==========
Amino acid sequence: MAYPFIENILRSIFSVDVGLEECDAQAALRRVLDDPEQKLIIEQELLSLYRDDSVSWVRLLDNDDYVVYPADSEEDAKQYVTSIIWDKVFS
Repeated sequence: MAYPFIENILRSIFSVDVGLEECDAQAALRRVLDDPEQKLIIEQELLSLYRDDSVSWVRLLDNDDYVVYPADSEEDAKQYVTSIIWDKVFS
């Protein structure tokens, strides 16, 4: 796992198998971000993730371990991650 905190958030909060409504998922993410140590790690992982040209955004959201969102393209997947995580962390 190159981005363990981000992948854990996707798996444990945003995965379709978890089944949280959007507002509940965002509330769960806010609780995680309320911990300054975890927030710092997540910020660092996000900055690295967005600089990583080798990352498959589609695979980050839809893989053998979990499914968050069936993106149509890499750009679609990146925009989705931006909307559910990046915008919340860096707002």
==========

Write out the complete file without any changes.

Amino acid sequence: MAYPFIENILRSIFSVDVGLEECDAQAALRRVLDDPEQKLIIEQELLSLYRDDSVSWVRLLDNDDYVVYPADSEEDAKQYVTSIIWDKVFS
Repeated sequence: MAYPFIENILRSIFSVDVGLEECDAQAALRRVLDDPEQKLIIEQELLSLYRDDSVSWVRLLDNDDYVVYPADSEEDAKQYVTSIIWDKVFS
């Protein structure tokens, strides 16, 4: 796992198998971000993730371990991650 905190958030909060409504998922993410140590790690992982040209955004959201969102393209997947995580962390 190159981005363990981000992948854990996707798996444990945003995965379709978890089944949280959007507002509940965002509330769960806010609780995680309320911990300054975890927030710092997540910020660092996000900055690295967005600089990583080798990352498959589609695979980050839809893989053998979990499914968050069936993106149509890499750009679609990146925009989705931006909307559910990046915008919340860096707002």